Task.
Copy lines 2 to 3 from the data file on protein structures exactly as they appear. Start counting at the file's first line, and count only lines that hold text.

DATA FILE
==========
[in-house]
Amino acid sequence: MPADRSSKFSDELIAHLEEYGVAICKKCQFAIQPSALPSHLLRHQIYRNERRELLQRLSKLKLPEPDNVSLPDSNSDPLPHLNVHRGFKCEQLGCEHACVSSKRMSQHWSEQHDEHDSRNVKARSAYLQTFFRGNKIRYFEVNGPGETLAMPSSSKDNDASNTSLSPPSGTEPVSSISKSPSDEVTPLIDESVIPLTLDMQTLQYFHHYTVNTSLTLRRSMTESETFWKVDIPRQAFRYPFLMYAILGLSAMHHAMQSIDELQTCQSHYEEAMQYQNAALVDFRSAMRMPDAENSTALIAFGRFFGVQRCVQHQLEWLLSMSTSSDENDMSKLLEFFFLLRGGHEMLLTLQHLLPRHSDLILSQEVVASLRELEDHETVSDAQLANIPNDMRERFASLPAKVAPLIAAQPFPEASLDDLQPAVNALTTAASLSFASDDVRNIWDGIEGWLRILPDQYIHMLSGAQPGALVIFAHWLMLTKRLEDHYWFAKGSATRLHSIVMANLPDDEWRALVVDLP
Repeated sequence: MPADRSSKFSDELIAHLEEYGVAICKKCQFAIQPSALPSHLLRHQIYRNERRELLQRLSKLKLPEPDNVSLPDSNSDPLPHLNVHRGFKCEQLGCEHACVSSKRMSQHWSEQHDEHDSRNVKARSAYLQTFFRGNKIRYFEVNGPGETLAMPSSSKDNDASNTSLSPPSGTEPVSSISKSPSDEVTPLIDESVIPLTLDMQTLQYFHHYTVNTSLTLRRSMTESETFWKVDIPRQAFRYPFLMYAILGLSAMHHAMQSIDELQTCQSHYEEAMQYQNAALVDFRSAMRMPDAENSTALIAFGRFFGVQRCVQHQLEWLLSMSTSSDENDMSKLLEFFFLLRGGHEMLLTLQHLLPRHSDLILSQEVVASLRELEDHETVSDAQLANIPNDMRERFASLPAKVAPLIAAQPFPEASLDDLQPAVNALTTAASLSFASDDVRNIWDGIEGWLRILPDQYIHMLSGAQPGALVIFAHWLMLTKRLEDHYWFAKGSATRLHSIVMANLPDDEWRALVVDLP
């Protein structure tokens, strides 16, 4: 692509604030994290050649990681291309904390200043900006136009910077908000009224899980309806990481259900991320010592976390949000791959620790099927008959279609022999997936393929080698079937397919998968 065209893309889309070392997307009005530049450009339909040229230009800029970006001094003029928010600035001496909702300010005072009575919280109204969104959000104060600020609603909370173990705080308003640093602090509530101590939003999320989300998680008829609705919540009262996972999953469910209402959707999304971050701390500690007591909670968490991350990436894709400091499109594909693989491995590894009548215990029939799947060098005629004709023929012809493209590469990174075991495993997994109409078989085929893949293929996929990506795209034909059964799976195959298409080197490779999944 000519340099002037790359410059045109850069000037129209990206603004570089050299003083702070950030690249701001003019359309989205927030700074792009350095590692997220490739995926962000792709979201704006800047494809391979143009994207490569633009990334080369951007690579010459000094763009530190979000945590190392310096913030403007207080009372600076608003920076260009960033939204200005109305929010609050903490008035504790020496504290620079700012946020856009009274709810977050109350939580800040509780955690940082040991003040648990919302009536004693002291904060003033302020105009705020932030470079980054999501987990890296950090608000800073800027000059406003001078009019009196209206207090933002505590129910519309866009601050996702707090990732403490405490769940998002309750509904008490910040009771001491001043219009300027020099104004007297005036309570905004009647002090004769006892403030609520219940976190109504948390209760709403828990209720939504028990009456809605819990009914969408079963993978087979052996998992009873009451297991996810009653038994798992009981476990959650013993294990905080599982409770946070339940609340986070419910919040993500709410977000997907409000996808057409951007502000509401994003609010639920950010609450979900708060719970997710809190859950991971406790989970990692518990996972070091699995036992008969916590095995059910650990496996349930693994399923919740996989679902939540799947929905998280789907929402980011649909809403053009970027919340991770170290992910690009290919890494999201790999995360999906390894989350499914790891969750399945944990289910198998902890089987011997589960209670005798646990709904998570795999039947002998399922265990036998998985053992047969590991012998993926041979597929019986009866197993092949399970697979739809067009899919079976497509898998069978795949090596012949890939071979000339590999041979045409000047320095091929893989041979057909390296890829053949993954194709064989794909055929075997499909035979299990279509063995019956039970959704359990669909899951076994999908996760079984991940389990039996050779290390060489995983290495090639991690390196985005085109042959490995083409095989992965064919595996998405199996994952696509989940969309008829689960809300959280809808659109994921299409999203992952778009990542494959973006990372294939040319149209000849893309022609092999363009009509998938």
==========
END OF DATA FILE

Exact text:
Amino acid sequence: MPADRSSKFSDELIAHLEEYGVAICKKCQFAIQPSALPSHLLRHQIYRNERRELLQRLSKLKLPEPDNVSLPDSNSDPLPHLNVHRGFKCEQLGCEHACVSSKRMSQHWSEQHDEHDSRNVKARSAYLQTFFRGNKIRYFEVNGPGETLAMPSSSKDNDASNTSLSPPSGTEPVSSISKSPSDEVTPLIDESVIPLTLDMQTLQYFHHYTVNTSLTLRRSMTESETFWKVDIPRQAFRYPFLMYAILGLSAMHHAMQSIDELQTCQSHYEEAMQYQNAALVDFRSAMRMPDAENSTALIAFGRFFGVQRCVQHQLEWLLSMSTSSDENDMSKLLEFFFLLRGGHEMLLTLQHLLPRHSDLILSQEVVASLRELEDHETVSDAQLANIPNDMRERFASLPAKVAPLIAAQPFPEASLDDLQPAVNALTTAASLSFASDDVRNIWDGIEGWLRILPDQYIHMLSGAQPGALVIFAHWLMLTKRLEDHYWFAKGSATRLHSIVMANLPDDEWRALVVDLP
Repeated sequence: MPADRSSKFSDELIAHLEEYGVAICKKCQFAIQPSALPSHLLRHQIYRNERRELLQRLSKLKLPEPDNVSLPDSNSDPLPHLNVHRGFKCEQLGCEHACVSSKRMSQHWSEQHDEHDSRNVKARSAYLQTFFRGNKIRYFEVNGPGETLAMPSSSKDNDASNTSLSPPSGTEPVSSISKSPSDEVTPLIDESVIPLTLDMQTLQYFHHYTVNTSLTLRRSMTESETFWKVDIPRQAFRYPFLMYAILGLSAMHHAMQSIDELQTCQSHYEEAMQYQNAALVDFRSAMRMPDAENSTALIAFGRFFGVQRCVQHQLEWLLSMSTSSDENDMSKLLEFFFLLRGGHEMLLTLQHLLPRHSDLILSQEVVASLRELEDHETVSDAQLANIPNDMRERFASLPAKVAPLIAAQPFPEASLDDLQPAVNALTTAASLSFASDDVRNIWDGIEGWLRILPDQYIHMLSGAQPGALVIFAHWLMLTKRLEDHYWFAKGSATRLHSIVMANLPDDEWRALVVDLP